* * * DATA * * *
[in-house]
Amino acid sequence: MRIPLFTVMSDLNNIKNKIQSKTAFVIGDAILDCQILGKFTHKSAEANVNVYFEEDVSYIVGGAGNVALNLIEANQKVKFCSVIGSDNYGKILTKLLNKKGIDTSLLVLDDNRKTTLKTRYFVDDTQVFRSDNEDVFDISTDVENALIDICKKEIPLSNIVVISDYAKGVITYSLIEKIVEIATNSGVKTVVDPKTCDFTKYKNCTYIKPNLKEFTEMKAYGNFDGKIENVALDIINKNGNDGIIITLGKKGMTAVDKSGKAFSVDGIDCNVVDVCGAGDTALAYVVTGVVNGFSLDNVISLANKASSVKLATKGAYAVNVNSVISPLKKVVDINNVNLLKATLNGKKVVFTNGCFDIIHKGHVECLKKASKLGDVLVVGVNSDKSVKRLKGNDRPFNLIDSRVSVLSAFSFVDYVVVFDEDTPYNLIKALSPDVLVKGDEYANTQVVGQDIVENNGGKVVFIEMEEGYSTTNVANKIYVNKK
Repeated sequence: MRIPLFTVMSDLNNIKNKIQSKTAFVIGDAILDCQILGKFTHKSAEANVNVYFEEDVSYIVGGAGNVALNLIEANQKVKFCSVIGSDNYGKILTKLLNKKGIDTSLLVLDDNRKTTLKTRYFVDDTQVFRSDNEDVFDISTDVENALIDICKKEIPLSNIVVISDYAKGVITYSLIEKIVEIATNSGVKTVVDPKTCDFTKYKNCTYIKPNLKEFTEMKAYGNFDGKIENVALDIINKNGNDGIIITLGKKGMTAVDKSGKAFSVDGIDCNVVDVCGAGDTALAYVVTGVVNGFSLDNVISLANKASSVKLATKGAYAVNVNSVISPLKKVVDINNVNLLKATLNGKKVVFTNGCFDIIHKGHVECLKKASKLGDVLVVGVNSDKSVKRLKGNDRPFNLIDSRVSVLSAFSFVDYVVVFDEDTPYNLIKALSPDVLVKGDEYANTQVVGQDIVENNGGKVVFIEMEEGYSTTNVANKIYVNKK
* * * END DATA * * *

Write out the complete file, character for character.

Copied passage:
[in-house]
Amino acid sequence: MRIPLFTVMSDLNNIKNKIQSKTAFVIGDAILDCQILGKFTHKSAEANVNVYFEEDVSYIVGGAGNVALNLIEANQKVKFCSVIGSDNYGKILTKLLNKKGIDTSLLVLDDNRKTTLKTRYFVDDTQVFRSDNEDVFDISTDVENALIDICKKEIPLSNIVVISDYAKGVITYSLIEKIVEIATNSGVKTVVDPKTCDFTKYKNCTYIKPNLKEFTEMKAYGNFDGKIENVALDIINKNGNDGIIITLGKKGMTAVDKSGKAFSVDGIDCNVVDVCGAGDTALAYVVTGVVNGFSLDNVISLANKASSVKLATKGAYAVNVNSVISPLKKVVDINNVNLLKATLNGKKVVFTNGCFDIIHKGHVECLKKASKLGDVLVVGVNSDKSVKRLKGNDRPFNLIDSRVSVLSAFSFVDYVVVFDEDTPYNLIKALSPDVLVKGDEYANTQVVGQDIVENNGGKVVFIEMEEGYSTTNVANKIYVNKK
Repeated sequence: MRIPLFTVMSDLNNIKNKIQSKTAFVIGDAILDCQILGKFTHKSAEANVNVYFEEDVSYIVGGAGNVALNLIEANQKVKFCSVIGSDNYGKILTKLLNKKGIDTSLLVLDDNRKTTLKTRYFVDDTQVFRSDNEDVFDISTDVENALIDICKKEIPLSNIVVISDYAKGVITYSLIEKIVEIATNSGVKTVVDPKTCDFTKYKNCTYIKPNLKEFTEMKAYGNFDGKIENVALDIINKNGNDGIIITLGKKGMTAVDKSGKAFSVDGIDCNVVDVCGAGDTALAYVVTGVVNGFSLDNVISLANKASSVKLATKGAYAVNVNSVISPLKKVVDINNVNLLKATLNGKKVVFTNGCFDIIHKGHVECLKKASKLGDVLVVGVNSDKSVKRLKGNDRPFNLIDSRVSVLSAFSFVDYVVVFDEDTPYNLIKALSPDVLVKGDEYANTQVVGQDIVENNGGKVVFIEMEEGYSTTNVANKIYVNKK